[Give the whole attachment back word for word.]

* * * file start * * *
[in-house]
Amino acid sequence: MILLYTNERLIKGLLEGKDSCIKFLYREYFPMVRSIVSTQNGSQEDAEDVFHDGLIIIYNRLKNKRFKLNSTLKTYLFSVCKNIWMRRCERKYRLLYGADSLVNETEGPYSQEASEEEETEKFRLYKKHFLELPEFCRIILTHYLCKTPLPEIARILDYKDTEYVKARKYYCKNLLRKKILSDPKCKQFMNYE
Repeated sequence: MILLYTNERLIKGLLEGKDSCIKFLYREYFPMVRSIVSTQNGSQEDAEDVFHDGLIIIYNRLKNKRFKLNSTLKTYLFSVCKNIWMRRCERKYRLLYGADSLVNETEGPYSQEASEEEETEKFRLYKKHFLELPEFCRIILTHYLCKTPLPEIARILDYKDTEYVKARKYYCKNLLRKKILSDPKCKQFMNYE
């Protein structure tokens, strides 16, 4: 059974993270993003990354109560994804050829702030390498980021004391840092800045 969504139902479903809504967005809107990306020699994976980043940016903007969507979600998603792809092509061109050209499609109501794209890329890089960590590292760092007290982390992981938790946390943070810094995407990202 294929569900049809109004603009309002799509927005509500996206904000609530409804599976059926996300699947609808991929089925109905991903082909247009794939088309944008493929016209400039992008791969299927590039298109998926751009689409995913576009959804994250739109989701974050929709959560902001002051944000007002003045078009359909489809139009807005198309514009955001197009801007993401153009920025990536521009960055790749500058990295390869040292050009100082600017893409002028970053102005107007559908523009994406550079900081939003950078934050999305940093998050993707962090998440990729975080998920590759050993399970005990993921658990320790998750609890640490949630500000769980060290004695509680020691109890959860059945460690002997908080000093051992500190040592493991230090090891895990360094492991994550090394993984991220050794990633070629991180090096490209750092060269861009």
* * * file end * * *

[in-house]
Amino acid sequence: MILLYTNERLIKGLLEGKDSCIKFLYREYFPMVRSIVSTQNGSQEDAEDVFHDGLIIIYNRLKNKRFKLNSTLKTYLFSVCKNIWMRRCERKYRLLYGADSLVNETEGPYSQEASEEEETEKFRLYKKHFLELPEFCRIILTHYLCKTPLPEIARILDYKDTEYVKARKYYCKNLLRKKILSDPKCKQFMNYE
Repeated sequence: MILLYTNERLIKGLLEGKDSCIKFLYREYFPMVRSIVSTQNGSQEDAEDVFHDGLIIIYNRLKNKRFKLNSTLKTYLFSVCKNIWMRRCERKYRLLYGADSLVNETEGPYSQEASEEEETEKFRLYKKHFLELPEFCRIILTHYLCKTPLPEIARILDYKDTEYVKARKYYCKNLLRKKILSDPKCKQFMNYE
């Protein structure tokens, strides 16, 4: 059974993270993003990354109560994804050829702030390498980021004391840092800045 969504139902479903809504967005809107990306020699994976980043940016903007969507979600998603792809092509061109050209499609109501794209890329890089960590590292760092007290982390992981938790946390943070810094995407990202 294929569900049809109004603009309002799509927005509500996206904000609530409804599976059926996300699947609808991929089925109905991903082909247009794939088309944008493929016209400039992008791969299927590039298109998926751009689409995913576009959804994250739109989701974050929709959560902001002051944000007002003045078009359909489809139009807005198309514009955001197009801007993401153009920025990536521009960055790749500058990295390869040292050009100082600017893409002028970053102005107007559908523009994406550079900081939003950078934050999305940093998050993707962090998440990729975080998920590759050993399970005990993921658990320790998750609890640490949630500000769980060290004695509680020691109890959860059945460690002997908080000093051992500190040592493991230090090891895990360094492991994550090394993984991220050794990633070629991180090096490209750092060269861009």